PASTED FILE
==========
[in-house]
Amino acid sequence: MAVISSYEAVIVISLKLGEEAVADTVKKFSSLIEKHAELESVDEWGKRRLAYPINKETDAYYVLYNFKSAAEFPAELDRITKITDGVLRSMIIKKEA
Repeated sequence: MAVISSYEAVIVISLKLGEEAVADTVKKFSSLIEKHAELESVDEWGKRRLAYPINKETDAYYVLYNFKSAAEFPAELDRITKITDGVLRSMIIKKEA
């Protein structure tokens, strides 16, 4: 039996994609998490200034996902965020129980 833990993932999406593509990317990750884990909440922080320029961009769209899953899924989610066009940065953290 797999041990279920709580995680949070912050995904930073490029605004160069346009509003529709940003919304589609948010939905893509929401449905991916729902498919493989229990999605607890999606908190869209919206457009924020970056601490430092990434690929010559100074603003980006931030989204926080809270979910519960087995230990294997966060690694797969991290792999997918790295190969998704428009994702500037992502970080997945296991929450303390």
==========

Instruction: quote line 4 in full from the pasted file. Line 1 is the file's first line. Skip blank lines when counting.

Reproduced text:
């Protein structure tokens, strides 16, 4: 039996994609998490200034996902965020129980 833990993932999406593509990317990750884990909440922080320029961009769209899953899924989610066009940065953290 797999041990279920709580995680949070912050995904930073490029605004160069346009509003529709940003919304589609948010939905893509929401449905991916729902498919493989229990999605607890999606908190869209919206457009924020970056601490430092990434690929010559100074603003980006931030989204926080809270979910519960087995230990294997966060690694797969991290792999997918790295190969998704428009994702500037992502970080997945296991929450303390």